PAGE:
I should probably finish the blog here, but I can’t sign off without giving a mini shout out about our first parkrun trial! Yes, I know you have heard me go on, and on about parkrun. It’s finally here. Some questioned the timing of the first trial; two days after chemo… No problem! With pills on hand, and an excessive amount of support, I wasn’t worried a bit. It was a small turn out; which in hindsight was a good thing. It went off without a hitch; technology included. All eleven runners enjoyed the course – hills and all.

After a post-parkrun breakfast with some good friends and cuddle with Baby Mia, a dash home to upload the data, it’s now time for a nap before my next outing of the day.

Three: It’s a magic number

This morning I woke up with a Jack Johnson song in my head: The 3 R’s. The opening line goes like this:

Three it’s a magic number
Yes it is, it’s a magic number

I don’t actually know the rest of the song, so all day I have been humming those two lines in my head. Why? Well, today was round three (officially / unofficially). I also squeezed in a 3 km run this morning and it’s exactly three months since my first round of chemo. I’m a bit of a nerd when it comes to numbers, which is surprising as I’m rubbish at mathematics. As you know, seven is not a good number for me. Let’s see how three goes.

Mother decided to show off her new baking skills and whipped up some sticky cinnamon rolls for the nurses and other patients. There is always a selection of treats and snacks on offer provided by a patient. Well, the rolls were an absolute hit! One elderly Dutch lady came over when she found out mother had made them.

“Are you European?”

“No, I’m from New Zealand.”

“I haven’t had anything this good in thirty-two years.”

The lady went on, and on, and on about the rolls to every nurse. Well done, mother. Unfortunately for me, the new combination of drugs makes me feel nauseous instantly. The only thing I can stomach is fruit or dry biscuits. No sugar-laden rolls for me.

Mother was also given a gift today. She’d won a prize in the Christmas raffle. Could the day get any better! As usual, I reluctantly walked over the scales to weigh myself. I took off my shoes this time (every bit helps!). 66.9 Kg. Woohoo! I weigh less than before Christmas, the day IS getting better and better. Next stop: Dr Oliveira. What is usually a quick five-minute chat to check my WBC levels, turned out to be a very interesting meeting. We were discussing my final treatment and she asked if I wanted to continue to use Zoladex for the next two years – Zoladex is the injection that keeps me in menopause.

“Why,” I enquired.

Apparently it’s not recommended to have a child within two years of treatment. That’s the first I have heard of this (research to follow..). Not that I am planning on having a child right now, but I hadn’t considered that it’s not recommended.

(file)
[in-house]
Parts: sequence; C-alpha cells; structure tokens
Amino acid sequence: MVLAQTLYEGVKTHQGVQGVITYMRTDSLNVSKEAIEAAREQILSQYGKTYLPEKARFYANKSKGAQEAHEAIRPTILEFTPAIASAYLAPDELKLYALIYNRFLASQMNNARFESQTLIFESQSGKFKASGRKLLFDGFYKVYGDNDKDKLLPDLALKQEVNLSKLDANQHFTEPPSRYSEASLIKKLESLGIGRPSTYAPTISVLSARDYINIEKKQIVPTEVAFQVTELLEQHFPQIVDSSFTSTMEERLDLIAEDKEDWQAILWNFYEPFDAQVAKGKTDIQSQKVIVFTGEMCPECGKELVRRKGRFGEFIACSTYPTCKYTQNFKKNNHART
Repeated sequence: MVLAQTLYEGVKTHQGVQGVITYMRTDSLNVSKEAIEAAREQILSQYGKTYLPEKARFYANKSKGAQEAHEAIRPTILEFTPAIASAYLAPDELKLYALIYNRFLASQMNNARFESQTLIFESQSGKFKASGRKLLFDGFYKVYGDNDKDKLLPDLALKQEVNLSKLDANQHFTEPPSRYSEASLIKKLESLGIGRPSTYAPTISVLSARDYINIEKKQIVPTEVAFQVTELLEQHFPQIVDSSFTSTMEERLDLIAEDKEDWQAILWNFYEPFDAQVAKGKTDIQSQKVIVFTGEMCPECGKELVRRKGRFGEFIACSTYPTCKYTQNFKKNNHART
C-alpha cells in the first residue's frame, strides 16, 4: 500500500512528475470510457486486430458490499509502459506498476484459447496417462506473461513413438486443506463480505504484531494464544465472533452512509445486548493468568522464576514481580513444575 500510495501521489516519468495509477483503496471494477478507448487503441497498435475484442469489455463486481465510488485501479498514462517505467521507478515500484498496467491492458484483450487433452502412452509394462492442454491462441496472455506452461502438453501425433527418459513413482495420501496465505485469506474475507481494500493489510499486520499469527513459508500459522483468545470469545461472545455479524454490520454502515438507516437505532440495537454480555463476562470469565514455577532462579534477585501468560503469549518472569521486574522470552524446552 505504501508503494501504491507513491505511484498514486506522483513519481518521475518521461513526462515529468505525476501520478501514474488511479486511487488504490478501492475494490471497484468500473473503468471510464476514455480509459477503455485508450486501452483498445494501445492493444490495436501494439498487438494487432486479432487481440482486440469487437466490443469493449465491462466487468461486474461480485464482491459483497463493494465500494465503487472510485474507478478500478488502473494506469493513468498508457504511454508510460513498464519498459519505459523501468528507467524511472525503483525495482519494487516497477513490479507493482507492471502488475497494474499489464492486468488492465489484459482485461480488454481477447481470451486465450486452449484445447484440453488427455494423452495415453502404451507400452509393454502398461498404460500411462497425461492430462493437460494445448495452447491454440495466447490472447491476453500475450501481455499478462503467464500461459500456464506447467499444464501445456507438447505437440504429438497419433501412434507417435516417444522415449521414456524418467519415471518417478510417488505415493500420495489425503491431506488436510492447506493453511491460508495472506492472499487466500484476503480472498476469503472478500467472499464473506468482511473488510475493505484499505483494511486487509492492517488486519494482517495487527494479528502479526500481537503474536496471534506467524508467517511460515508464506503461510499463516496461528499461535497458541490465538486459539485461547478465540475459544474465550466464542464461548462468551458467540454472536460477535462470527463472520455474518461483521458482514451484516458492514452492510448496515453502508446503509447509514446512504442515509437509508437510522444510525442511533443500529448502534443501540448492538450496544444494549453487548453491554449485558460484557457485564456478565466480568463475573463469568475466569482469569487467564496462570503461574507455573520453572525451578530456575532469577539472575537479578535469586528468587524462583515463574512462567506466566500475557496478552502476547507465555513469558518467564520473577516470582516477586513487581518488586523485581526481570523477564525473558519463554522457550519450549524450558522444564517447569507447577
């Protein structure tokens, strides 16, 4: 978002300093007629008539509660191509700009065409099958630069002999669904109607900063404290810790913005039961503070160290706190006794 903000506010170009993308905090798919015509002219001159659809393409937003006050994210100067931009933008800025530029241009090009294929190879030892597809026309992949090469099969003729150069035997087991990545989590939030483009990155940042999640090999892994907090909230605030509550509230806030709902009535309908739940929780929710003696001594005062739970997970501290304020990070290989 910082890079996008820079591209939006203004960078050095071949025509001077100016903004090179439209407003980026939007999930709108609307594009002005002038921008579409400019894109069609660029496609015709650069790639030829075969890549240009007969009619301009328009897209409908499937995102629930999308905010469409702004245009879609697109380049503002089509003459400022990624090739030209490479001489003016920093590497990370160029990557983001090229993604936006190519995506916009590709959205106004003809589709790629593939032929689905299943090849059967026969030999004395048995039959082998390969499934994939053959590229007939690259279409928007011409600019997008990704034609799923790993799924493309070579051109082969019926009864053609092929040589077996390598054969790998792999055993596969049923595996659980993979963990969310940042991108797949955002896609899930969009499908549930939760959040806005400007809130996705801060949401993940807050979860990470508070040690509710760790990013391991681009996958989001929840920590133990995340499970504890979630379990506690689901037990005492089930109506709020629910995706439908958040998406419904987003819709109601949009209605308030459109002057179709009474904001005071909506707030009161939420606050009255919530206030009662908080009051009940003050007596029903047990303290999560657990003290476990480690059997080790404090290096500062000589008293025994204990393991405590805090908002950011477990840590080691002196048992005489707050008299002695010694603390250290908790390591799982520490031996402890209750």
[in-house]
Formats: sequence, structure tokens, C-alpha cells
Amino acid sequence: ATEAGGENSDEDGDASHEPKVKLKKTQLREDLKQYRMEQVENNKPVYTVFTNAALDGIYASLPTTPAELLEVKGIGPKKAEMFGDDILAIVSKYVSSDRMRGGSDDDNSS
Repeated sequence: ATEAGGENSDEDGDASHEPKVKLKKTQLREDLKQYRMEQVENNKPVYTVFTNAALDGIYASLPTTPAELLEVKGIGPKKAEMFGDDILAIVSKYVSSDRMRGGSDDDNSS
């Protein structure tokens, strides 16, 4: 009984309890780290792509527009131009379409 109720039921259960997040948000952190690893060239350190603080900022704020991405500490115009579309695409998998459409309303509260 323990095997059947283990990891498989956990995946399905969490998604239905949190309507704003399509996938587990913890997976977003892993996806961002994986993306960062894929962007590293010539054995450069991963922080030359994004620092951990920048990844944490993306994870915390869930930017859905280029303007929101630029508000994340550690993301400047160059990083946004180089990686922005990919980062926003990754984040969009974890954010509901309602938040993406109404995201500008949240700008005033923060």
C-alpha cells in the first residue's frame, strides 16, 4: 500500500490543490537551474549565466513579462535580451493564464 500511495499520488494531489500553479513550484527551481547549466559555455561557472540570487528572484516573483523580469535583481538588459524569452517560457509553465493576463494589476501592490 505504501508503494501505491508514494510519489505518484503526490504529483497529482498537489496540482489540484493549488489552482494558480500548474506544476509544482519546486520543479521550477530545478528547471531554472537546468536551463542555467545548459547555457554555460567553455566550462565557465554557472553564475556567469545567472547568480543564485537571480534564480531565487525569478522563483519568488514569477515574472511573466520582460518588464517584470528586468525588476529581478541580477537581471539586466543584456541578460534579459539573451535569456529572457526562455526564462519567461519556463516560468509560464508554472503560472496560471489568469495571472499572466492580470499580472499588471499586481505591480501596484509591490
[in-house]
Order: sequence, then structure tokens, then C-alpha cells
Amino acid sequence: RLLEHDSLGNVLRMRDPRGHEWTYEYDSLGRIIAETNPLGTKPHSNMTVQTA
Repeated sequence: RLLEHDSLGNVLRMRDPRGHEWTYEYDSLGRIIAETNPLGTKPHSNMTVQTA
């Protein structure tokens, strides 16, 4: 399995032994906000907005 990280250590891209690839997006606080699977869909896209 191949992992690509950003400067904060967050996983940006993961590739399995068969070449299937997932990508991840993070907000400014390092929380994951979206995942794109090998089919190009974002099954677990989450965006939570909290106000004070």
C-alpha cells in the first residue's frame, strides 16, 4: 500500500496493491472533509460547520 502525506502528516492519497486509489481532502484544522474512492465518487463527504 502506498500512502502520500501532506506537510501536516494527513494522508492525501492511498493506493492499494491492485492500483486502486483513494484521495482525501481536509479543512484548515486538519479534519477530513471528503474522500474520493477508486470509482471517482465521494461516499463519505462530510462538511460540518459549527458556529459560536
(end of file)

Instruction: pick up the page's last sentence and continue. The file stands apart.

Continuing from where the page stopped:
“I guess I have two years to train and race Ironman instead,” I justified.

As it turns out, my doctor is currently training for Ironman! I wish I had know this three months ago. I informed her I was about to register for (half) Ironman 70.3 before I was diagnosed.

“There are still spots available for the 70.3 in Cairns,” she informed me.

“When is it?”


“June? That’s a bit soon, isn’t it?” I joked.

“Why not, you can train for it now.”

Did that really just happen? Did my oncologist just encourage me to train for Ironman. She agrees the more active you are, the easier treatment is, and the easier you recover.

“I love you.” Yes… I told my oncologist that I love her.

Now before everyone starts panicking that I am going to head out tomorrow and throw myself into a crazy training regime, relax. I know my limits. At the moment, I struggle running 5 km continuously. I’m not going to start training now for a half-marathon distance. I think I was destined to have her as my oncologist. The nurses, on the other hand, were a little stressed by her encouragement.

Next step: get set up in the chair. This morning I had my pick between chair 3 or 4. I decided to continue with my magic number of the day. Mother wasn’t impressed as chair 4 is ‘The Corner Suite’. I also realised that today is the 9th. 9 is divisible by 3. Sold.

I won’t lie, receiving the drugs is getting harder and harder. I knew it was going to be a tough day when I went TO the oncology ward feeling nauseous. I can no longer look at the bag of drugs, or watch them inject it through the IV. Thinking about chemotherapy, even the word, sends my gag reflexes into overdrive. I sat there patiently trying to think of anything but chemo. The lunch tray came around, no thanks! I stuck to my fruit and carrot sticks. Mother decided to try the sandwich and informed me it was tuna… TUNA *GAG*. I think it’s a bit mean of the hospital to send tuna sandwiches to the oncology ward. People already feel sick, don’t make it worse. The treatment passed without any hitches and I am back home resting in bed.

One more down…One to go.